this could be a big change for the zionist ghetto:

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this could be a big change for the zionist ghetto:

Postby bigearth » Wed Sep 17, 2008 11:20 am

what with all those old eastern european fascists dying out..

not saying she's much different, her parents were terrorists and possibly murdered british people (i've yet to get to the bottom of that one, but her parents certainly met whilst robbing a british train)..

Livni favourite to win Israel leadership

By Tobias Buck in Jerusalem

Published: September 16 2008 16:38 | Last updated: September 16 2008 16:38

Tzipi Livni, Israel’s foreign minister, enters a crucial party primary on Wednesday as the hot favourite to succeed Ehud Olmert both as boss of the centrist Kadima party and as the country’s next prime minister.

According to the latest polls taken among the party’s 74,000 members, Ms Livni is expected to trounce her main rival, Shaul Mofaz, and capture more than the 40 per cent that are required to avoid a second ballot. A poll published by Haaretz newspaper on Tuesday gave the popular foreign minister 47 per cent support against 28 per cent for the hawkish transport minister.

Kadima primaries

Profile of contenders

However, analysts warned against writing off Mr Mofaz, pointing out that with such a small electorate mobilisation was just as important as overall popularity. The former career soldier and general has made a point of courting local Kadima leaders and hopes to benefit from a high turn-out of his supporters.

Less than one in a hundred Israelis will vote in Wednesday’s primaries, yet few doubt that the outcome has the potential to shape national and regional politics for many years to come.

Mr Olmert, tarnished by a string of corruption allegations, has promised to step aside as prime minister of Israel in favour of the winner. Though both candidates may struggle to put together a governing majority, the new Kadima boss will therefore be the clear frontrunner to lead Israel at a pivotal moment for the Jewish state.

Above all, he or she will inherit two sets of potentially ground-breaking but unfinished peace talks started by Mr Olmert: one with the Palestinians, the other with the Syrian government. Israel’s next leader will also have to decide how to deal with the threat posed by Iran’s nuclear programme, and must secure the support of a new US president who starts his term early next year.

Both on political substance and on the tactical level, Kadima members face a clear choice: Keen to avoid an early election, Mr Mofaz wants to hold together the coalition government assembled by Mr Olmert, which ranges from the centre-left Labour party to the ultra-orthodox religious Shas party. However, that will require satisfying Shas’ demand for a generous rise in child welfare payments and greater support for the religious schools frequented by the group’s voters.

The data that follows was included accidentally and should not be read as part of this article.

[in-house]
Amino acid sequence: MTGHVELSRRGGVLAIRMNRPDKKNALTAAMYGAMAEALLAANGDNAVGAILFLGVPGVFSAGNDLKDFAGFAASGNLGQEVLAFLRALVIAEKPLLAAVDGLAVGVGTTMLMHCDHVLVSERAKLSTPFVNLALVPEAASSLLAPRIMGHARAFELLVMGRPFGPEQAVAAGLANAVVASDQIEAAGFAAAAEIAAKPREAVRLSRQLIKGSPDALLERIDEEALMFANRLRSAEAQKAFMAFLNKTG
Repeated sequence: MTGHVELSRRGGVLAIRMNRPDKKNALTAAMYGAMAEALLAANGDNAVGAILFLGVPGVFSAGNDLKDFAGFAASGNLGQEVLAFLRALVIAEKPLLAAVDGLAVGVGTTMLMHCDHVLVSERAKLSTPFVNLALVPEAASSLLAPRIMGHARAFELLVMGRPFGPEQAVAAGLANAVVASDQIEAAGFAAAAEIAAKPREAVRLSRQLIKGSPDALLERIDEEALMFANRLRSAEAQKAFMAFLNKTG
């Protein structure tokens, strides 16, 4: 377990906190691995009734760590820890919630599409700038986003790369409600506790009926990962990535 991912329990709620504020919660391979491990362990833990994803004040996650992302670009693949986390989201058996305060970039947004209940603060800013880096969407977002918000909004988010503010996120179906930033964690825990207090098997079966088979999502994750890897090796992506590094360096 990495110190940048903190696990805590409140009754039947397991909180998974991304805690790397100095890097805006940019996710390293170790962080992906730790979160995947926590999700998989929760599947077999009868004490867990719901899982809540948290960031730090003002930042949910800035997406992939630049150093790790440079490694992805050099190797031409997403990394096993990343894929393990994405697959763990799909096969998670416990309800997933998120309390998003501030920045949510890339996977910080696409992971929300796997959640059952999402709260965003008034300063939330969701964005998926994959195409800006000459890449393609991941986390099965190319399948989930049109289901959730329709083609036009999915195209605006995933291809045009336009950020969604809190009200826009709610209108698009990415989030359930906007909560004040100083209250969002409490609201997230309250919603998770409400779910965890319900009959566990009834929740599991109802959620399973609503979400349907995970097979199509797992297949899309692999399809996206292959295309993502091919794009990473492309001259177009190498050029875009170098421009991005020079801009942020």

While Ms Livni would also prefer to hold together the current coalition, she is expected to reject Shas’ demands, which are unpopular with Israel’s moderate mainstream.

Polls show in any case that Ms Livni has far less to fear from early elections than Mr Mofaz: the latest batch of surveys indicate that Kadima led by Ms Livni would draw level with the right-wing opposition Likud party under former prime minister Benjamin Netanyahu – a striking reversal from the party’s fortunes under Mr Olmert.

On the diplomatic front, too, there is a clear distinction. Ms Livni, though born into a ultra-nationalist family, has emerged as one of the most determined advocates of a peace agreement with the Palestinians and the creation of an independent Palestinian state. She wants to continue the negotiations started by Mr Olmert, in which she took a crucial role from the outset.

Mr Mofaz has also pledged to hold talks with the Palestinians, though that message has been overshadowed by an effort to present himself as the hard-headed defender of Israeli security interests. The Iranian-born minister, whose biggest asset is his military experience, also courted controversy by warning earlier this year that an Israeli military strike against Iran was becoming ”unavoidable”.

Shlomo Avineri, a professor of political sciences at Jerusalem’s Hebrew University and former top official in Israel’s foreign ministry, says: ”[Mr Mofaz] starts from a very nationalistic, hawkish, right-wing position. Mofaz’ statements about Syria, Iran and the Palestinians send a very hawkish message.”

Wednesday’s vote, Israeli commentators agree, is Ms Livni’s to lose. Yet even if she triumphs, Ms Livni may find that beating Mr Mofaz was far easier than overcoming the fragmentation and bitter divisions of Israeli politics and establish a workable - and enduring - government.

Copyright The Financial Times Limited 2008 ... 07658.html
. is it a wise man, who knows that he is not wise
. it's good to have cynicism but not be cynical
. the more truth you live with, in your life, the stronger you are
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